Due to the influence of ecological thinking, our perception of nature is currently tinged with a profound sense of unease. The works brought together in this section all highlight the fragility of the environment. The artists who made them demonstrate a commitment to generating awareness and showing, among other things, how the landscape around us has become a site of unprecedented catastrophes and disasters. They therefore directly or indirectly deal with the question of climate change and present, in a thoroughly convincing manner, the potential for improvement that resides in individual action.
Due to the influence of ecological thinking, our perception of nature is currently tinged with a profound sense of unease. The works brought together in this section all highlight the fragility of the environment. The artists who made them demonstrate a commitment to generating awareness and showing, among other things, how the landscape around us has become a site of unprecedented catastrophes and disasters. They therefore directly or indirectly deal with the question of climate change and present, in a thoroughly convincing manner, the potential for improvement that resides in individual action.

© Galerie de l'UQAM 2007. All rights reserved

Tapis stressé

Cardboard milk cartons

Artist: Jean-Jules Soucy, Photo: Denis Farley
2003
© Jean-Jules Soucy


Tapis stressé [Crazy Carpet] constitutes one component of a massive project entitled L’œuvre pinte [The Pint Work]. And it is indeed a carpet, one whose pattern evokes the traditional arrowhead sash worn by Québec’s voyageurs at the time of the fur trade. To complete the piece, which covers an area of 40 square feet, the artist asked members of the community to save, wash, dry and assemble the some 60,000 cardboard milk cartons that went into it. The project derives its meaning and power from the scope of the effort involved and would not have been possible otherwise. Soucy is one of those artists who mixes art and social life. He practises what he calls "committed assemblage," a form of art in which the work as such is to be looked for more in the communication that is set up with the public. Collecting the many milk containers required brought the members of the community together around a common task, while also informing them that milk cartons were henceforth recyclable. The artist’s ecological concerns generated a very colourful object and led people to adamantly amass everyday containers as part of a consciousness-raising endeavour.

Tapis stressé [Crazy Carpet] constitutes one component of a massive project entitled L’œuvre pinte [The Pint Work]. And it is indeed a carpet, one whose pattern evokes the traditional arrowhead sash worn by Québec’s voyageurs at the time of the fur trade. To complete the piece, which covers an area of 40 square feet, the artist asked members of the community to save, wash, dry and assemble the some 60,000 cardboard milk cartons that went into it. The project derives its meaning and power from the scope of the effort involved and would not have been possible otherwise. Soucy is one of those artists who mixes art and social life. He practises what he calls "committed assemblage," a form of art in which the work as such is to be looked for more in the communication that is set up with the public. Collecting the many milk containers required brought the members of the community together around a common task, while also informing them that milk cartons were henceforth recyclable. The artist’s ecological concerns generated a very colourful object and led people to adamantly amass everyday containers as part of a consciousness-raising endeavour.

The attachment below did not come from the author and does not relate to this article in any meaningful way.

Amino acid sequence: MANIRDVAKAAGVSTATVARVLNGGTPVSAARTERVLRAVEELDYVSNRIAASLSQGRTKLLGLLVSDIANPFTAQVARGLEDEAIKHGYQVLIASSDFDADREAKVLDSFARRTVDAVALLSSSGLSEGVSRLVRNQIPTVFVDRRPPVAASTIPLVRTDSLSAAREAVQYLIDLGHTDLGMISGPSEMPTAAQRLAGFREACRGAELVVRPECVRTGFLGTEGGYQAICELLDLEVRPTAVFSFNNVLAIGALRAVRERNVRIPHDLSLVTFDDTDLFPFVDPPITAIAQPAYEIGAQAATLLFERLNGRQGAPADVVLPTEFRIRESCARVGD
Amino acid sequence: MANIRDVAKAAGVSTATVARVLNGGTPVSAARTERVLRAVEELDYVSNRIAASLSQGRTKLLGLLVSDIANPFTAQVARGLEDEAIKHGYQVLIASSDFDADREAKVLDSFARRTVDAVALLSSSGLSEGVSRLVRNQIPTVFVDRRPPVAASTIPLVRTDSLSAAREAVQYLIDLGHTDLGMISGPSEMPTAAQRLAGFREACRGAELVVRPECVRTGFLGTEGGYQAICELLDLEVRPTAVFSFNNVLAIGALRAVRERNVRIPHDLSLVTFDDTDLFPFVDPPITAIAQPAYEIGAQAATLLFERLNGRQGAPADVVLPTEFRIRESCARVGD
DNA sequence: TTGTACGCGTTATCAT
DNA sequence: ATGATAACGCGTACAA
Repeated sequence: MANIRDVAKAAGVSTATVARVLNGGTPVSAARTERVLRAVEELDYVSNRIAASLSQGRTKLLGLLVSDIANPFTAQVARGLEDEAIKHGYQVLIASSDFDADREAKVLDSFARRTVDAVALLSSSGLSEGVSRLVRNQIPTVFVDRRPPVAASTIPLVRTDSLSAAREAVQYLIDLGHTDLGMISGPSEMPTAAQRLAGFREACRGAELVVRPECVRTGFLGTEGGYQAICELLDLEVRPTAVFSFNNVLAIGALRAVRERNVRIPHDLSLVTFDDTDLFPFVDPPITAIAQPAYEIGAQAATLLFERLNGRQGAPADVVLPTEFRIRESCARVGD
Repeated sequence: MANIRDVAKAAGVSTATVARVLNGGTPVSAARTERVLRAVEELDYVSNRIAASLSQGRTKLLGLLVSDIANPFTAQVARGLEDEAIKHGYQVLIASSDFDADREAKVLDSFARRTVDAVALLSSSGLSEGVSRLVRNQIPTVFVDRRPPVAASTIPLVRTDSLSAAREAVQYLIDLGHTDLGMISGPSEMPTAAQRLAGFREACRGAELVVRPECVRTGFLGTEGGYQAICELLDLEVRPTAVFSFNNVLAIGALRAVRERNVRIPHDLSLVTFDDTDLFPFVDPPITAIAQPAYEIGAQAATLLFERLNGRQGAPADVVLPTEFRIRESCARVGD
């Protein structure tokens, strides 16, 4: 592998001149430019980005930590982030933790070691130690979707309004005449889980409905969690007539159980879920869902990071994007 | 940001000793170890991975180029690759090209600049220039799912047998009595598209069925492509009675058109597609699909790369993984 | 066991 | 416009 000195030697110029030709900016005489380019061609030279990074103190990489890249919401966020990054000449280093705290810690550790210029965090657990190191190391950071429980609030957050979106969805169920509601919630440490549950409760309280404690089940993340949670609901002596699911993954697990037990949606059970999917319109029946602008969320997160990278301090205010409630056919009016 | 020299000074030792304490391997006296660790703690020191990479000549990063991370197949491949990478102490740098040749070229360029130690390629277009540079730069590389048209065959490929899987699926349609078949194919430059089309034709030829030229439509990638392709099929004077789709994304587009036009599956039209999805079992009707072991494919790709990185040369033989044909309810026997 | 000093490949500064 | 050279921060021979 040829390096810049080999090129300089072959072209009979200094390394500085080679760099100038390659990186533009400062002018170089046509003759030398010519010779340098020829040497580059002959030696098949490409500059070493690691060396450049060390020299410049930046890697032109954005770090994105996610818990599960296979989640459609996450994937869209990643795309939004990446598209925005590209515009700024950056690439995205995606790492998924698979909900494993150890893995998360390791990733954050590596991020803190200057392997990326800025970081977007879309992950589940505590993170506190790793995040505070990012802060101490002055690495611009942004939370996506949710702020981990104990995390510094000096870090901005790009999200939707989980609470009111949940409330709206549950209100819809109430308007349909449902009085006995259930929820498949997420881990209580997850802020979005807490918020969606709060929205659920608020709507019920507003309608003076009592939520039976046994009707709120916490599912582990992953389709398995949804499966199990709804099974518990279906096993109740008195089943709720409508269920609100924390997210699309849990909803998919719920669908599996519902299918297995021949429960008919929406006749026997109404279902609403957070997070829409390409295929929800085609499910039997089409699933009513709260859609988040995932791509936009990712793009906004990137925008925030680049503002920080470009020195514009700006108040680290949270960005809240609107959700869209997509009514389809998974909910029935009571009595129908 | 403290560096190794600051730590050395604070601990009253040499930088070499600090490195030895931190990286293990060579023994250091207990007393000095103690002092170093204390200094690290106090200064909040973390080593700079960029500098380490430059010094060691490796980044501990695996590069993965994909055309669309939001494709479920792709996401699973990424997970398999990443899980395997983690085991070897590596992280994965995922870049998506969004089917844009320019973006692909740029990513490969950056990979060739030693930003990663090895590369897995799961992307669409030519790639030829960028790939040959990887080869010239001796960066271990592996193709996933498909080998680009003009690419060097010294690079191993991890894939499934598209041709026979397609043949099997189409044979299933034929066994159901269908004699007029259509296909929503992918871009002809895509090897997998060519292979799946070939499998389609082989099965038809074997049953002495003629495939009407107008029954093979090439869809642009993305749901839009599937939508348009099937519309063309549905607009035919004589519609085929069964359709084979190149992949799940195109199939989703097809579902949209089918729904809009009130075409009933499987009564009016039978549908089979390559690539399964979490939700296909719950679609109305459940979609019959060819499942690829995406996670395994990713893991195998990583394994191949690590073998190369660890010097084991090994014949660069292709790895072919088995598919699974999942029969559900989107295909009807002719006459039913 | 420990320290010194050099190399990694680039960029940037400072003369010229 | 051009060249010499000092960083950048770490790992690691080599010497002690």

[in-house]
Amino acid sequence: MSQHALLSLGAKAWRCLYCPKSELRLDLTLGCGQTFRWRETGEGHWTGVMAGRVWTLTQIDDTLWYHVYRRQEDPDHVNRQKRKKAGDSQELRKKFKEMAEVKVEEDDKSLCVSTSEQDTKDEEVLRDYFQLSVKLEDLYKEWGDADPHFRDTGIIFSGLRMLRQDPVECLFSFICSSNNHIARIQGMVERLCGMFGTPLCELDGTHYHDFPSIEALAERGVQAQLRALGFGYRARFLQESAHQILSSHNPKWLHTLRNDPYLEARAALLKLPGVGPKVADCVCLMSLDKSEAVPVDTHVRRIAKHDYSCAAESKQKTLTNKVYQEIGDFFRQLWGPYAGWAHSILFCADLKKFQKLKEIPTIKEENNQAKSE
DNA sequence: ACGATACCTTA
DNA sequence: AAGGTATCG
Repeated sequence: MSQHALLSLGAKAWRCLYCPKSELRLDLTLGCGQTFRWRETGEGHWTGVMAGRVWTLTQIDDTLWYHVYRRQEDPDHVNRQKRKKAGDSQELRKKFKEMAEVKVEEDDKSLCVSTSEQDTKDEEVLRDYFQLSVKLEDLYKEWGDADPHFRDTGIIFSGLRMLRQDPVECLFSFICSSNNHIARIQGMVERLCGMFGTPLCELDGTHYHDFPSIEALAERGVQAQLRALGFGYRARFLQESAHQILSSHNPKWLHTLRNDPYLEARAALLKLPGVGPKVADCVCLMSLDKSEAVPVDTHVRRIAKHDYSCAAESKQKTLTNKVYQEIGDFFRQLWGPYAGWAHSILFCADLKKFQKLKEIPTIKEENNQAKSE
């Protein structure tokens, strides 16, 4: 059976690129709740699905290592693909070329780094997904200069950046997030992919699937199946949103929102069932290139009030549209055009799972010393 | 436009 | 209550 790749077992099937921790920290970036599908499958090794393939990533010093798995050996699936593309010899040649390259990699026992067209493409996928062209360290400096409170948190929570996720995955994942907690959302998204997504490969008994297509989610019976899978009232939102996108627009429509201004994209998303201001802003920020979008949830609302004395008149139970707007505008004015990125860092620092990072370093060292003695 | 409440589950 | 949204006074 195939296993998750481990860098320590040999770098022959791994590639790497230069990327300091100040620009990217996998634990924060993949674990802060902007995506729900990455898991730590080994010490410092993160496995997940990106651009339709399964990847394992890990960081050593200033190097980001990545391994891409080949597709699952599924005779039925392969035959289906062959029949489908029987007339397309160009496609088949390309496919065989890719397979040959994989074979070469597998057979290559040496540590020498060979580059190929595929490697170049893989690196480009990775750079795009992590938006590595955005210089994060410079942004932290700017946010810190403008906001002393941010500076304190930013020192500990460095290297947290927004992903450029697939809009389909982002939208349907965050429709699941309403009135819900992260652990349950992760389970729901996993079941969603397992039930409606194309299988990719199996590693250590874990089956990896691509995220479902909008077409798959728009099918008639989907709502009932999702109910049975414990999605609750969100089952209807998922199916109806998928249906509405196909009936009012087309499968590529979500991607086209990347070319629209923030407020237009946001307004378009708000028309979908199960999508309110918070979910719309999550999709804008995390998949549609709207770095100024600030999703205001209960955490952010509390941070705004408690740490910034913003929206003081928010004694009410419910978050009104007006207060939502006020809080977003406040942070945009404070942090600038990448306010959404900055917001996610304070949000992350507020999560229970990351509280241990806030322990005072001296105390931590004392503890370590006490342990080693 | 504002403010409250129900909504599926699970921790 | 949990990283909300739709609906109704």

© Galerie de l'UQAM 2007. All rights reserved

Views of the installation presented at the Musée d'art contemporain de Montréal.

Artist: Jean-Jules Soucy, Photo: Denis Farley

cardboard milk cartons
© Jean-Jules Soucy


Jean-Jules Soucy is a native of the town of La Baie in the Saguenay-Lac-Saint-Jean region, where he continues to reside and work. His art practice, which extends over more than two decades, is distinctive for the way it combines installation and sculpture, and for how it encourages the community to take part in making art which, as a result, is all the better received by the public.

selected exhibitions
2006 Symposium de Baie-Saint-Paul, Baie-St-Paul (Québec) [Guy Sioui Durand, curator] 2005 The Stationary Bicycle Tour of Canada, an intervention carried out in various Canadian artists’ centres 2000 L’arrêt à la Baie, Musée du Fjord, La Baie (Québec) 1997 Signalisation en Ti-cristaux, during the 3e Symposium en arts visuels de l’Abitibi-Témiscamingue, Amos (Québec) 1993 L’œuvre pinte, Musée d’art contemporain de Montréal, Montréal (Québec) [Réal Lussier, curator]
Jean-Jules Soucy is a native of the town of La Baie in the Saguenay-Lac-Saint-Jean region, where he continues to reside and work. His art practice, which extends over more than two decades, is distinctive for the way it combines installation and sculpture, and for how it encourages the community to take part in making art which, as a result, is all the better received by the public.

selected exhibitions
  • 2006 Symposium de Baie-Saint-Paul, Baie-St-Paul (Québec) [Guy Sioui Durand, curator]
  • 2005 The Stationary Bicycle Tour of Canada, an intervention carried out in various Canadian artists’ centres
  • 2000 L’arrêt à la Baie, Musée du Fjord, La Baie (Québec)
  • 1997 Signalisation en Ti-cristaux, during the 3e Symposium en arts visuels de l’Abitibi-Témiscamingue, Amos (Québec)
  • 1993 L’œuvre pinte, Musée d’art contemporain de Montréal, Montréal (Québec) [Réal Lussier, curator]

© Galerie de l'UQAM 2007. All rights reserved

Learning Objectives

The learner will:
  • demonstrate an understanding of how science and art can be linked;
  • try to explain the state of mind of the artist when he made this art piece.

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